Posted at 1:11 am , on October 4, 2018
It’s been a month now. I haven’t done much writing other than my morning pages. My practice of handwriting three pages as soon as I get out of bed and have my first cup of tea brewed is more therapy than creativity; a brain flow without any deep thinking, editing or re-reading with a critical eye. I let my thoughts and feelings fly directly from mind to pen onto paper. This daily ritual was my saving grace as I grieved for my Nana … pages of tear-stained anguish that eventually became sweet memories.
Posted at 12:28 am , on September 20, 2018
“Rabbit, rabbit, rabbit,” she said upon waking, a childhood ritual taught to her by her English grandmother. Folklore stated that saying rabbit thrice on the morning of the first day of the month would bring good luck. She was no longer a child but figured it couldn’t hurt and she could use some good juju on the long drive ahead.
She was playing her harp at a wedding gig in Napa and decided to drive up the night before so she’d be rested before the mid-morning ceremony. The highway was clogged with weekend travelers and she was barely moving. The mechanical voice on her navigation app notified her of another route and she took the next exit to follow it.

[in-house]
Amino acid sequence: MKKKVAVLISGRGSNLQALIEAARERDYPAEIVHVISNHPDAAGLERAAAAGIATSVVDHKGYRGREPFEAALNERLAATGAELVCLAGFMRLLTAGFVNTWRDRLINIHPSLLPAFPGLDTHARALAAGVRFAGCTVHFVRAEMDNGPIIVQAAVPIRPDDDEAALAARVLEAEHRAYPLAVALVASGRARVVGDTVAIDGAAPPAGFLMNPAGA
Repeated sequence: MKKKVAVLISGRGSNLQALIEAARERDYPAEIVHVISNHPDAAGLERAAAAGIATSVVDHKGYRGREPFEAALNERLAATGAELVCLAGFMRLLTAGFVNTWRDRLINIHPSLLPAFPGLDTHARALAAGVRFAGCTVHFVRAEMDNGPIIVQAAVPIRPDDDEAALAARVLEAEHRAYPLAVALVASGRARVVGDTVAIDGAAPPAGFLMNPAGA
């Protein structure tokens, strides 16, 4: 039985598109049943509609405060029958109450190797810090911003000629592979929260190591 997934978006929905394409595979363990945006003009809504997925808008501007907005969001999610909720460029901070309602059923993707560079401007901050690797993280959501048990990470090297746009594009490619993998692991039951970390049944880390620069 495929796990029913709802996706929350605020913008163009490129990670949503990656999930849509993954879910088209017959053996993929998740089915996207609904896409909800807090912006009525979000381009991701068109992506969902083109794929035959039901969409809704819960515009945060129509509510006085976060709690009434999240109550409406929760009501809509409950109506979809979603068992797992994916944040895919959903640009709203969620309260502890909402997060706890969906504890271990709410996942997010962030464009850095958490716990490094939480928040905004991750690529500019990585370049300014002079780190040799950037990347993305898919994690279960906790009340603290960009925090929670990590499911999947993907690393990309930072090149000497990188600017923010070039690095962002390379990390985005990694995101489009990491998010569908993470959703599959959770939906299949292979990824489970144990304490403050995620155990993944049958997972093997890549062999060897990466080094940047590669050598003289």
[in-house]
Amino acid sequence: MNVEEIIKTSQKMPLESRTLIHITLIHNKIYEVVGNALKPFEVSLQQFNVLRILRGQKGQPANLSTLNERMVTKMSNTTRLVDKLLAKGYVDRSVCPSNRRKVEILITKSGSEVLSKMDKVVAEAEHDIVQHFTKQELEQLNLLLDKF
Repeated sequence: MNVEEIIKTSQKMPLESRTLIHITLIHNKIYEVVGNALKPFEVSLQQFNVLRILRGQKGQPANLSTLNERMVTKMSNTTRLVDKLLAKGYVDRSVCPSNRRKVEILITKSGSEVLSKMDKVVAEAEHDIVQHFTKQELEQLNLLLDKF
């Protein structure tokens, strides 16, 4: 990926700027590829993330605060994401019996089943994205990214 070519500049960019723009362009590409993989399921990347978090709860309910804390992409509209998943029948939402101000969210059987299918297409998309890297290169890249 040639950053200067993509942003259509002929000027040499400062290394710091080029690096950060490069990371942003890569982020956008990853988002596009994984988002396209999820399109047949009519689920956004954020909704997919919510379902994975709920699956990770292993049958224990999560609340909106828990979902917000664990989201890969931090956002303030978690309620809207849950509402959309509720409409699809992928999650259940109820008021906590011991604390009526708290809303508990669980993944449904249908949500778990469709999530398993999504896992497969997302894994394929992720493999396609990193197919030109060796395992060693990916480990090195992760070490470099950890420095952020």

Posted at 5:55 am , on September 6, 2018
It was a difficult pregnancy with morning sickness well into the third trimester, swollen ankles and constant back pain. The labor was hard and lasted almost 24 hours before the baby girl came screaming into the world. She didn’t take to the breast easily and fussed the entire stay in hospital.
“Don’t worry, it will change once you’re home and she settles in,” the nurses told Beth.
But that didn’t happen and Joy didn’t live up to her name. She refused to sleep longer than two hours straight and cried during most of her waking time. There were no sweet coos of contentedness, no smiles and no joy. As she approached her first month, Beth and her husband, Michael, were at wit’s end.
Posted at 12:34 am , on August 23, 2018
I stood mid-span of the Golden Gate Bridge, gazing down at the waves far below. The site was infamous for suicide jumpers who kept the Coast Guard small boat station busy year-round. The majority achieved their goal of death when they hit the water at a force similar to running into a cement wall, or drowned from the severe plunge into the frigid, rough waves sweeping out to sea. Less than two percent survived the fall since the bridge opening in 1938.
A sailboat bucked against the current on it’s way out of the safety of the Bay into the ocean, the bow dipping into the waves and then rising back up and throwing great sprays of water towards the couple in the cockpit. It was just one single boat and not a fleet. It wasn’t a race and the wind was relatively light. Still, it brought back memories of exactly 20 years ago that day.
Posted at 12:03 am , on August 9, 2018